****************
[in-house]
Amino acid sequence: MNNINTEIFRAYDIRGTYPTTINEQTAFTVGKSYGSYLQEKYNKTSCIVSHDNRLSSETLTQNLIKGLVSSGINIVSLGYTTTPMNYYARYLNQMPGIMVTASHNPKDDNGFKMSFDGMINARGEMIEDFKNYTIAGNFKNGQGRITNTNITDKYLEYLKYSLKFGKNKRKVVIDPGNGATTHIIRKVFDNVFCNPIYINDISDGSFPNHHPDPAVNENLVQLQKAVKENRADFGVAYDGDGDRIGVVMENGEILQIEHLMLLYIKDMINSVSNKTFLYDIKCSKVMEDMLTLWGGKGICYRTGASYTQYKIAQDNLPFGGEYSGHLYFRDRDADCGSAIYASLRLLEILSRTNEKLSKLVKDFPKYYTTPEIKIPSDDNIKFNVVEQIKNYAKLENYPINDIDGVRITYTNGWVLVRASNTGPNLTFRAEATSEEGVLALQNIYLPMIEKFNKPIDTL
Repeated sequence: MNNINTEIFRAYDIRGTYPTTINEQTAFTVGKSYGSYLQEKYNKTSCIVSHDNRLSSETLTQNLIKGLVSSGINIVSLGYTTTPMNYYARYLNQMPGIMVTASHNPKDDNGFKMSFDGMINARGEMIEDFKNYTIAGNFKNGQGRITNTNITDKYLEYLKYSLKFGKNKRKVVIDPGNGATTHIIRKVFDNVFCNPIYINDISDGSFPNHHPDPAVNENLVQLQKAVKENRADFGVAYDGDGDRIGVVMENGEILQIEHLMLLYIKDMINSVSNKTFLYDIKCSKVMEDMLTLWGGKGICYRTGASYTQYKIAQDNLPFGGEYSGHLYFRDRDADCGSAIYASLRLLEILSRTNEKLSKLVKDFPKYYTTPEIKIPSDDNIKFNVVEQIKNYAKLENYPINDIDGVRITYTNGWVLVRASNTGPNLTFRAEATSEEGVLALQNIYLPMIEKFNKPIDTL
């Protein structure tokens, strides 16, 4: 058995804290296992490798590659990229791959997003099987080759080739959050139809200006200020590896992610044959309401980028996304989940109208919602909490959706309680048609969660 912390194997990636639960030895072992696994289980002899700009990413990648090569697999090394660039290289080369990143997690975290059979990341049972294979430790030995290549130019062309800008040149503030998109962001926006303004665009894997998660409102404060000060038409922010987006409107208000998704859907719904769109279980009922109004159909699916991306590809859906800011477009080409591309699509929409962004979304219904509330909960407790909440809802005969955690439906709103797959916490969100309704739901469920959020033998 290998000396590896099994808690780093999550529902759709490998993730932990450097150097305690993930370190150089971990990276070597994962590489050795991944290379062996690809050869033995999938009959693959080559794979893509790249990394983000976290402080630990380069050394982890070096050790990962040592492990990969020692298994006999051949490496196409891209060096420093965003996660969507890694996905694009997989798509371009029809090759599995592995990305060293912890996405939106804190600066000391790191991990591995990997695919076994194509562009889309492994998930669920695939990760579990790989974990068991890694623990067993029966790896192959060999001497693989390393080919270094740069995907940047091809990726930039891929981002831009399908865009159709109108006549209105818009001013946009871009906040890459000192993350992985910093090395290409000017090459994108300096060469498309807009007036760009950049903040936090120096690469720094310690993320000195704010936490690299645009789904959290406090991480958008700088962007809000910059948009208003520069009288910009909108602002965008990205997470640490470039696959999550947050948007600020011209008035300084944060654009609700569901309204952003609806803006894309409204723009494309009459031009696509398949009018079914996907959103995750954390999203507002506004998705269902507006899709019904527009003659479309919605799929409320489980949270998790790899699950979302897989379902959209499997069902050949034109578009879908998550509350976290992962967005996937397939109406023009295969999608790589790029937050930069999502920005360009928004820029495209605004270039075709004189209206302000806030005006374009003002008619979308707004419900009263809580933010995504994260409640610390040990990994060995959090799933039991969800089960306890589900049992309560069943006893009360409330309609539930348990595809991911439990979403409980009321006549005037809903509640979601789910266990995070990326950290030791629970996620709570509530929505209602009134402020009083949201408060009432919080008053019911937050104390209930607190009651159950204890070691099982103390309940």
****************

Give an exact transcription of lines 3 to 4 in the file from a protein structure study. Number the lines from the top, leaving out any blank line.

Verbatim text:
Repeated sequence: MNNINTEIFRAYDIRGTYPTTINEQTAFTVGKSYGSYLQEKYNKTSCIVSHDNRLSSETLTQNLIKGLVSSGINIVSLGYTTTPMNYYARYLNQMPGIMVTASHNPKDDNGFKMSFDGMINARGEMIEDFKNYTIAGNFKNGQGRITNTNITDKYLEYLKYSLKFGKNKRKVVIDPGNGATTHIIRKVFDNVFCNPIYINDISDGSFPNHHPDPAVNENLVQLQKAVKENRADFGVAYDGDGDRIGVVMENGEILQIEHLMLLYIKDMINSVSNKTFLYDIKCSKVMEDMLTLWGGKGICYRTGASYTQYKIAQDNLPFGGEYSGHLYFRDRDADCGSAIYASLRLLEILSRTNEKLSKLVKDFPKYYTTPEIKIPSDDNIKFNVVEQIKNYAKLENYPINDIDGVRITYTNGWVLVRASNTGPNLTFRAEATSEEGVLALQNIYLPMIEKFNKPIDTL
């Protein structure tokens, strides 16, 4: 058995804290296992490798590659990229791959997003099987080759080739959050139809200006200020590896992610044959309401980028996304989940109208919602909490959706309680048609969660 912390194997990636639960030895072992696994289980002899700009990413990648090569697999090394660039290289080369990143997690975290059979990341049972294979430790030995290549130019062309800008040149503030998109962001926006303004665009894997998660409102404060000060038409922010987006409107208000998704859907719904769109279980009922109004159909699916991306590809859906800011477009080409591309699509929409962004979304219904509330909960407790909440809802005969955690439906709103797959916490969100309704739901469920959020033998 290998000396590896099994808690780093999550529902759709490998993730932990450097150097305690993930370190150089971990990276070597994962590489050795991944290379062996690809050869033995999938009959693959080559794979893509790249990394983000976290402080630990380069050394982890070096050790990962040592492990990969020692298994006999051949490496196409891209060096420093965003996660969507890694996905694009997989798509371009029809090759599995592995990305060293912890996405939106804190600066000391790191991990591995990997695919076994194509562009889309492994998930669920695939990760579990790989974990068991890694623990067993029966790896192959060999001497693989390393080919270094740069995907940047091809990726930039891929981002831009399908865009159709109108006549209105818009001013946009871009906040890459000192993350992985910093090395290409000017090459994108300096060469498309807009007036760009950049903040936090120096690469720094310690993320000195704010936490690299645009789904959290406090991480958008700088962007809000910059948009208003520069009288910009909108602002965008990205997470640490470039696959999550947050948007600020011209008035300084944060654009609700569901309204952003609806803006894309409204723009494309009459031009696509398949009018079914996907959103995750954390999203507002506004998705269902507006899709019904527009003659479309919605799929409320489980949270998790790899699950979302897989379902959209499997069902050949034109578009879908998550509350976290992962967005996937397939109406023009295969999608790589790029937050930069999502920005360009928004820029495209605004270039075709004189209206302000806030005006374009003002008619979308707004419900009263809580933010995504994260409640610390040990990994060995959090799933039991969800089960306890589900049992309560069943006893009360409330309609539930348990595809991911439990979403409980009321006549005037809903509640979601789910266990995070990326950290030791629970996620709570509530929505209602009134402020009083949201408060009432919080008053019911937050104390209930607190009651159950204890070691099982103390309940």